SECRETARY CLINTON: Well, Phil and I have negotiated over press releases that have taken days. So, actually, this is pretty speedy, all things considered.

QUESTION: (Inaudible.)

QUESTION: I just want to -- I mean, why -- were they both insistent on giving (inaudible) statements?

SECRETARY CLINTON: I will let Phil pick that up.

ASSISTANT SECRETARY GORDON: When there are multiple parties involved -- and the Secretary mentioned that we also have, you know, the Russians and Solana, and the French, and the Swiss -- you know, you can't just do this in one second. You have to talk to the different actors involved, and be careful, and make sure you get everything right. And three hours is actually not -- I mean, the Secretary was joking, but a lot of these statements that you see released, when you see the final product, they take an awful lot of time of rolling up the sleeves and talking about issues.

QUESTION: Can you give us any kind of a flavor for what the sticking points were? Just a flavor of what the sticking points were?

ASSISTANT SECRETARY GORDON: No. I think, you know, you can talk to the parties. I don't think we need to get into the details of diplomatic discussions. Look at the protocols, and you know what this is all about. And the protocols, as the Secretary says, speak for themselves.

QUESTION: Why is --

QUESTION: Was there a critical moment where you said to the principals, "Look, guys, this is too important. We can't let this whole thing unravel?" Because -- if there is such a moment, could you give us a flavor?
SECRETARY CLINTON: Well, there were several such moments, because we believe strongly that this is in the best interests of both Armenia and Turkey. We recognize how hard it is, and what courage it takes to move forward in the face of very strong opposition in both countries.

So, there were several times when I said to all of the parties involved that this is too important, that this has to be seen through. "You've come too far, all of the work that has gone into the protocols, you know, should not be walked away from. And will there be continuing difficulties in working this out? Of course there will be. But you have agreed on these protocols. So let's sign those, and then we will go on to the next stage." And eventually, everyone decided that would be --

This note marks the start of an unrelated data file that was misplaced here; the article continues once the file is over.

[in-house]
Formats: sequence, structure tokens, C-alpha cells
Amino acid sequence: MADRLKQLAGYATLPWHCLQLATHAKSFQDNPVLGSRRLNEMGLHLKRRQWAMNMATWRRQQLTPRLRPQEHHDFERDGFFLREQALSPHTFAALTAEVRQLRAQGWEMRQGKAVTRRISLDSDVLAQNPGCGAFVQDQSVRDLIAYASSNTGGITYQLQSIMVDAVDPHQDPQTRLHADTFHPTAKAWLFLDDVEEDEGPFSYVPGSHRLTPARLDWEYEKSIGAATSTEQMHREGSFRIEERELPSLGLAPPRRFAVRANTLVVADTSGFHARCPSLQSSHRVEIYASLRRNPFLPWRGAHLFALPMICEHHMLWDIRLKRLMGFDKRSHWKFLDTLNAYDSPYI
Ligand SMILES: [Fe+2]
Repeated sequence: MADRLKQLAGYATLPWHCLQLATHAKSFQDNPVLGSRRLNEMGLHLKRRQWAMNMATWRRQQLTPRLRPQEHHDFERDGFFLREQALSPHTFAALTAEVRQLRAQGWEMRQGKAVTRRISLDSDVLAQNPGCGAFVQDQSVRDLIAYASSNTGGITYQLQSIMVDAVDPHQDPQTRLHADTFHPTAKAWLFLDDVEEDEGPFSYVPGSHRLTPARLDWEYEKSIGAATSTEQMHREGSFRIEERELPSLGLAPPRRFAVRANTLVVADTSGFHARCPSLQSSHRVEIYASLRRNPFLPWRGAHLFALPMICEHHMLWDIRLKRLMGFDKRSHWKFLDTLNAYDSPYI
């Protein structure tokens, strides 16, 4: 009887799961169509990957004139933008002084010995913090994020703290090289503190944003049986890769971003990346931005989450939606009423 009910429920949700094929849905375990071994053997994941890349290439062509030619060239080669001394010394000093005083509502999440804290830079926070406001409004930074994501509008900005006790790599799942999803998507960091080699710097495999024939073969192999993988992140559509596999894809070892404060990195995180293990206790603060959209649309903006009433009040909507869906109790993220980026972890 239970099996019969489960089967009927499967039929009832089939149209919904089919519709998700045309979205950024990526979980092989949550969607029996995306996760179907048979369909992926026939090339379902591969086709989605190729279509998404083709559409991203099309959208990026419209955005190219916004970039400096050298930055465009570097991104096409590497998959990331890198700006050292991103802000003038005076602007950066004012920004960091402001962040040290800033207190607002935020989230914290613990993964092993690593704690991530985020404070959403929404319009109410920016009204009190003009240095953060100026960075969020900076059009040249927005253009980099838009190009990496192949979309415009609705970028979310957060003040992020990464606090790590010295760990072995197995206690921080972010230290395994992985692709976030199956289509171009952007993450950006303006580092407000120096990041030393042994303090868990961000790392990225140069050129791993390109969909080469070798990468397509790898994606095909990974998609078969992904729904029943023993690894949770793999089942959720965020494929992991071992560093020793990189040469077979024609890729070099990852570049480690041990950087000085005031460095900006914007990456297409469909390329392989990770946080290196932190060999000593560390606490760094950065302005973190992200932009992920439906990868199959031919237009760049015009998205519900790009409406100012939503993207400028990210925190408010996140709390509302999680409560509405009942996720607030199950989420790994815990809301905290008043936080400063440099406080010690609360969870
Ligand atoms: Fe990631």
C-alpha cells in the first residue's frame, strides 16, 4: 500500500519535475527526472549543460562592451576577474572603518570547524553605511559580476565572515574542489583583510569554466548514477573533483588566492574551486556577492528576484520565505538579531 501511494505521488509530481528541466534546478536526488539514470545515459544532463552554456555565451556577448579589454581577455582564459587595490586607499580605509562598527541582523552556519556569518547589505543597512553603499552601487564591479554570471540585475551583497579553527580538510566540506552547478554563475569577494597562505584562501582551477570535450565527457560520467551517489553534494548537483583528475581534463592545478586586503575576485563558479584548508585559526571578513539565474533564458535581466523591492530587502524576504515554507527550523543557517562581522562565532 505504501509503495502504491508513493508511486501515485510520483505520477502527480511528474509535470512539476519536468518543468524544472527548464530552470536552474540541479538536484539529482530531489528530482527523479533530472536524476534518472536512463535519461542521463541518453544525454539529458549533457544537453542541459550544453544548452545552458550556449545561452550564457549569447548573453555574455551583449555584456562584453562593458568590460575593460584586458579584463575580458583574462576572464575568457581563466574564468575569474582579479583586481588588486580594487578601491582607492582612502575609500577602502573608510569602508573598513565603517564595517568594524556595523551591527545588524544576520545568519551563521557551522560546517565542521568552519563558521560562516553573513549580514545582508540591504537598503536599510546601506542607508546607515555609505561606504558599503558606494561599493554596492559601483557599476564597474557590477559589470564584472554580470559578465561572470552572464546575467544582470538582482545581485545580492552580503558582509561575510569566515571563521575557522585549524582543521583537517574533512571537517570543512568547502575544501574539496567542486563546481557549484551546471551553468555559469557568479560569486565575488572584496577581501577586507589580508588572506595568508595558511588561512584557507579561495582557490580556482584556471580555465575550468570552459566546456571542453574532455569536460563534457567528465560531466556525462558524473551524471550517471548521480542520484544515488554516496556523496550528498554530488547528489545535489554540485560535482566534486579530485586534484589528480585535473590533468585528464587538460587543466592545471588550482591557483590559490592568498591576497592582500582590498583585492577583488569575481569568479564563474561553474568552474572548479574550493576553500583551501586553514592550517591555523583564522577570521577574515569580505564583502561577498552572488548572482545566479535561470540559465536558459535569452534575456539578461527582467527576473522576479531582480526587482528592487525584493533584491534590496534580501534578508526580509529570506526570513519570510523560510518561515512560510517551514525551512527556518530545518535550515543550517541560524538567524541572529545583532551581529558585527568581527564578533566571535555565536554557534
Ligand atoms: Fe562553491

QUESTION: Who did more of the talking in the car ride down to the university, you or the Armenian?

SECRETARY CLINTON: I did a lot of talking, didn't I? Yes.

(Laughter.)

QUESTION: Was that a kind of a -- was that a moment where you were able to bring your point across?

SECRETARY CLINTON: Well, we just kept making our point.

ASSISTANT SECRETARY GORDON: She looks pretty good. She's been on a plane all night, and --

QUESTION: Four minutes until the --

SECRETARY CLINTON: Well, he had some really deep concerns, and wanted to make sure people understood them, which we -- Phil and I -- conveyed that we not only did understand, but we appreciated how hard this was, but that this needed to be done.

QUESTION: Did you have to call the President?

SECRETARY CLINTON: Yes. Yes. Several times.

QUESTION: From the car or the hotel?

SECRETARY CLINTON: Hotel and university.

QUESTION: (Inaudible.)

SECRETARY CLINTON: Well, Phil and I have been kidding about this, because --

QUESTION: You weren't supposed to negotiate, right, you were just going to witness?

SECRETARY CLINTON: Well, but we know that this is always fraught with potential complexities. And so, we said, "Look, we think we're going to go, and we will be able to witness this." But we weren't surprised at all.

QUESTION: The parties are --

QUESTION: (Inaudible) said the dispute was over language that would say something about, "We will negotiate" -- something about peace in the Caspian region, and that the Turks -- the Armenians objected, because it was a reference to the occupied territory in Azerbaijan.

SECRETARY CLINTON: There were concerns from both sides. It's really not accurate to characterize the questions as only coming from one side. There were concerns on both sides.

QUESTION: (Inaudible.)

SECRETARY CLINTON: We are going to leave with Phil, and --

QUESTION: Madame Secretary, one last thing. There was this major attack in Pakistan.

SECRETARY CLINTON: Yes.

QUESTION: Are you in a position to say anything? I know you have been very busy, but --

SECRETARY CLINTON: No. But, I mean, I've been briefed about it. I am not in a position to say anything about the specifics of it, other than to point out this shows the continuing threat to the Pakistani government, and the very important steps that the civilian leadership, along with the military, are taking to root out the extremists, and to prevent, you know, violence and direct assault on the sovereignty of the state.



PRN: 2009/T13-1